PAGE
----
Fayette will likely turn to an outside agency for help with setting new water and sewer rates as council prepares to pay for the village’s share of sewer work.
At a Sept. 11 committee-of-the-whole meeting, council discussed hiring the Rural Community Assistance Partnership (RCAP) to undertake a rate study to show the best approach for setting sewer and water prices. Th e cost of the study is $8,500 and the contract would include conducting a public hearing to collect opinion and answer questions. Council is expected to vote on the proposal at the Sept. 25 meeting.
Council member Julia Ruger pointed out that former village administrator Amy Metz had a rate increase schedule in place several years ago.
Current village administrator Steve Blue spoke about a discussion with RCAP’s Roberta Acosta in which she pointed out that a blanket rate increase is not likely fair to all water users. Someone with a small household might be affected by an increase more than a larger user. Similarly, the largest user—the TRW company— might receive an increase that could make the company think about relocating to another community.
RCAP will recommend having a small, annual increase built into the schedule.
“That should have been done 30 years ago,” Ruger said.
Blue agreed, but he said that past council members didn’t want to increase rates.
Ruger wondered if RCAP will take into consideration the rates in surrounding communities. Blue said that’s not something the agency will want to do.
“We have to charge enough to support ourselves,” Blue said. “And even if we raise, we’re going to be relatively competitive with all the surrounding areas.”
The rate study will look at fairness and not charge more than residents are capable of paying, Blue said, but the village has to pay its bills. Assistance with water and sewer bills is available to some low-income people.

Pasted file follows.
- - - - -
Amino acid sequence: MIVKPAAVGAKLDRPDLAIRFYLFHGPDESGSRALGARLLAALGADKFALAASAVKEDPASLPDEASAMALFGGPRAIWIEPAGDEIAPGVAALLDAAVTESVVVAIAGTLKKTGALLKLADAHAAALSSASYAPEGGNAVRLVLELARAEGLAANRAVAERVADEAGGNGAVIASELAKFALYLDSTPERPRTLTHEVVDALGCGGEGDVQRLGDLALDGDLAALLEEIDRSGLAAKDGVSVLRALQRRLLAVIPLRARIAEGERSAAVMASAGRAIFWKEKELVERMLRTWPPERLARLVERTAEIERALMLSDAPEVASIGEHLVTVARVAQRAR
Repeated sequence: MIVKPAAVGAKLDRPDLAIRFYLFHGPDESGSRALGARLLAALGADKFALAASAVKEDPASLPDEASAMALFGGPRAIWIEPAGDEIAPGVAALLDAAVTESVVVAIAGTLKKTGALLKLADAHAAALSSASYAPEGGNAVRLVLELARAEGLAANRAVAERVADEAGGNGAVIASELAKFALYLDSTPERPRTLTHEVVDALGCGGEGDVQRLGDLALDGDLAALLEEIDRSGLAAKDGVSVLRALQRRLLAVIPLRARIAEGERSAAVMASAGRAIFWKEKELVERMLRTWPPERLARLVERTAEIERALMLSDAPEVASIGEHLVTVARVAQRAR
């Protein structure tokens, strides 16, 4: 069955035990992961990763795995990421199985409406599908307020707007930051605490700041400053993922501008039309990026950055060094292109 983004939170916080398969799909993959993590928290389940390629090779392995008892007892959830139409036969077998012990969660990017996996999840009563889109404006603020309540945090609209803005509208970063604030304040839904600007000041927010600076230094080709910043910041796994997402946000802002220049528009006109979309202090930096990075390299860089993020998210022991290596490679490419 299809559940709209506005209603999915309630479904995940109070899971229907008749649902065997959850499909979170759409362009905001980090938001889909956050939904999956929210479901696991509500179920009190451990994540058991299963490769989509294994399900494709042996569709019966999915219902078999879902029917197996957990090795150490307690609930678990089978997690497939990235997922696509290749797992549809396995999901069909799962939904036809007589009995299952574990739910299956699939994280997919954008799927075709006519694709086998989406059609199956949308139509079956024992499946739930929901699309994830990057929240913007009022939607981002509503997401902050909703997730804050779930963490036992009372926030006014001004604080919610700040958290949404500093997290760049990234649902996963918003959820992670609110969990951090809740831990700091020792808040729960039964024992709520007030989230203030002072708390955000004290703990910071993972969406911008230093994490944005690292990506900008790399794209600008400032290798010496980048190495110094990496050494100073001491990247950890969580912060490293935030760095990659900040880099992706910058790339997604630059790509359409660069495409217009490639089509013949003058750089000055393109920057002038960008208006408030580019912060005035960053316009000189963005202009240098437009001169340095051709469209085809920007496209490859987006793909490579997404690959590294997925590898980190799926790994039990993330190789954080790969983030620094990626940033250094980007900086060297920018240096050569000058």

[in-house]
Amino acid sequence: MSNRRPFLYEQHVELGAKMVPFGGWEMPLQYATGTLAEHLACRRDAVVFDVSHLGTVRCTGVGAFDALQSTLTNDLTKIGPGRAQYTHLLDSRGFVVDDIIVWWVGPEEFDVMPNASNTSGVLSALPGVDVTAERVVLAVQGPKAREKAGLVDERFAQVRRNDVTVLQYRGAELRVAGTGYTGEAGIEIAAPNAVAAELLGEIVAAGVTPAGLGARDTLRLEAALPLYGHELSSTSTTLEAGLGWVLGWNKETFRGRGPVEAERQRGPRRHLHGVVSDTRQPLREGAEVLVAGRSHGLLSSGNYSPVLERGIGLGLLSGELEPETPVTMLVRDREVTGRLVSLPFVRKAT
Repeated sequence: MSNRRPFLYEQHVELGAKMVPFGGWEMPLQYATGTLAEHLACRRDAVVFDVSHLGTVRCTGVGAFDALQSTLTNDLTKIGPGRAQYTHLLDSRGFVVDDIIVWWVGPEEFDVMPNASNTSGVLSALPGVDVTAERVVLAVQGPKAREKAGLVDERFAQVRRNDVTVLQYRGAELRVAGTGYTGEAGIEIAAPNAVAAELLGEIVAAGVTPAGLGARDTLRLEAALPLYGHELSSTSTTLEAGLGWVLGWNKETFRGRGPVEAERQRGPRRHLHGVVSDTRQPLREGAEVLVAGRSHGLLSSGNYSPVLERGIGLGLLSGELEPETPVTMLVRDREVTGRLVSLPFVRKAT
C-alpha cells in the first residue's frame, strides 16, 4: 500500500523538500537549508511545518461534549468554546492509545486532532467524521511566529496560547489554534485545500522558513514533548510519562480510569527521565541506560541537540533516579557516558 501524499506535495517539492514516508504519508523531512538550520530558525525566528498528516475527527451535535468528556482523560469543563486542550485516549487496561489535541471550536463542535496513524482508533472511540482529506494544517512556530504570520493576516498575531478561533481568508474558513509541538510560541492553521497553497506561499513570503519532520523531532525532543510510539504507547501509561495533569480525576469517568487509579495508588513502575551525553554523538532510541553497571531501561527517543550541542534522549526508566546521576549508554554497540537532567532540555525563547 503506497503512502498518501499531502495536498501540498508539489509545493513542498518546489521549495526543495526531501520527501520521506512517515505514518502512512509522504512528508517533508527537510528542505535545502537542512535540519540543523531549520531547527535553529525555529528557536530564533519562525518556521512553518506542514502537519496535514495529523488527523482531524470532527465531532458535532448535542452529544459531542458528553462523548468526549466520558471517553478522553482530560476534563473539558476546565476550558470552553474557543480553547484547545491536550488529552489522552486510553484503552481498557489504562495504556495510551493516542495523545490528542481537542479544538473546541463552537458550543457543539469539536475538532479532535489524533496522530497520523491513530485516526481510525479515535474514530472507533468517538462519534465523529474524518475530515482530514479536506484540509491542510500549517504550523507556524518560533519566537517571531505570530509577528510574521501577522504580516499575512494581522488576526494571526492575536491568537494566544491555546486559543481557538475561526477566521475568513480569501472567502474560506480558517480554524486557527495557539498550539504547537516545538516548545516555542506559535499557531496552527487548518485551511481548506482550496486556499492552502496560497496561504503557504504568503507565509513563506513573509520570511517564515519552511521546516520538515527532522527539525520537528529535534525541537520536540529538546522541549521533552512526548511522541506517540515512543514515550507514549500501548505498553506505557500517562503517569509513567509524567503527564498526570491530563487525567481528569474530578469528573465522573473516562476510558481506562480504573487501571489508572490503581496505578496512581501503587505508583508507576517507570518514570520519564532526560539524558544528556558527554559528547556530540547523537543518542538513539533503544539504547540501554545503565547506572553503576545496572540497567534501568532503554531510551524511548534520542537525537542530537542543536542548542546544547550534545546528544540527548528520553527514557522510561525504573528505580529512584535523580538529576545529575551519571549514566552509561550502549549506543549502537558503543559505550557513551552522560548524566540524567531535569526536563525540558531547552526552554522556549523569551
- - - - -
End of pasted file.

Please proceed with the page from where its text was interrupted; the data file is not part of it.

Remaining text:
The cost of the rate study will likely be paid from the water and sewer fund.
Village CFO Lisa Zuver expressed her concern about the village having sufficient funds to make the first payment next July.
The village must pay $80,000 per year and $40,000 for the first year.
Ruger said she’s been asking from the start how the village is going to pay its share of the project. Zuver said she’s always given the same answer: Rates will have to be increased.
Council did increase rates a few years ago for one year, said councilor Scott Wagner, but then it backed down and canceled the increase. Zuver said the last increase in rates was put in place in 2004.
ROADS—Council discussed earmarking 25 percent of the levy that voters replaced last year for road maintenance. Replacing the levy—updating the tax to current property values rather than simply renewing the levy—increased annual revenue by $21,000.
If 25 percent of the levy were earmarked for road work, the fund would increase between $7,000 to $10,000 annually.
INSURANCE—Zuver said she learned from the company that provides health insurance for village workers to expect an increase next year of about 25 percent.
POLICE—Police chief Jason Simon reminded council of the existing policy against bringing an off-duty officer to work to assist someone locked out of a vehicle, except in an emergency. Simon noted that at times this can result in a wait of several hours unless a locksmith is obtained.
FIRE—Gorham Fayette fi re chief Bob Stillion requested to be notifi ed daily about road closures relating to the sewer project. A truck had to back up onto U.S. 20 recently because there was no closure sign posted. He also wants to be notified about water line breaks that could affect fire-fighting capabilities.
Tankers will automatically be sent to Fayette from other stations during the break. Stillion also spoke of plans to use the storage building on the front west side of the fire hall for a trailer used by the department.
Stillion wants to place a “no parking” sign east of the Razor’s Edge and cut the curb, if possible, for easier exit and entry.